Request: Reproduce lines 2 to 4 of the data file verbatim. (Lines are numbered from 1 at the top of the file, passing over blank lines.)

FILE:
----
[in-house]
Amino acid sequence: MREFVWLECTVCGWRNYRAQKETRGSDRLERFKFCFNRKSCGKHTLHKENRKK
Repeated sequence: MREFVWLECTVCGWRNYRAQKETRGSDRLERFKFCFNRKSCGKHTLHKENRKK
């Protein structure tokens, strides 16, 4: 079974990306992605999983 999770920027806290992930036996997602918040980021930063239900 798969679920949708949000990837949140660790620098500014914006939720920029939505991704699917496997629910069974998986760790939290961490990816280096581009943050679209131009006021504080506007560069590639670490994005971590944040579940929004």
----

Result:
Amino acid sequence: MREFVWLECTVCGWRNYRAQKETRGSDRLERFKFCFNRKSCGKHTLHKENRKK
Repeated sequence: MREFVWLECTVCGWRNYRAQKETRGSDRLERFKFCFNRKSCGKHTLHKENRKK
């Protein structure tokens, strides 16, 4: 079974990306992605999983 999770920027806290992930036996997602918040980021930063239900 798969679920949708949000990837949140660790620098500014914006939720920029939505991704699917496997629910069974998986760790939290961490990816280096581009943050679209131009006021504080506007560069590639670490994005971590944040579940929004």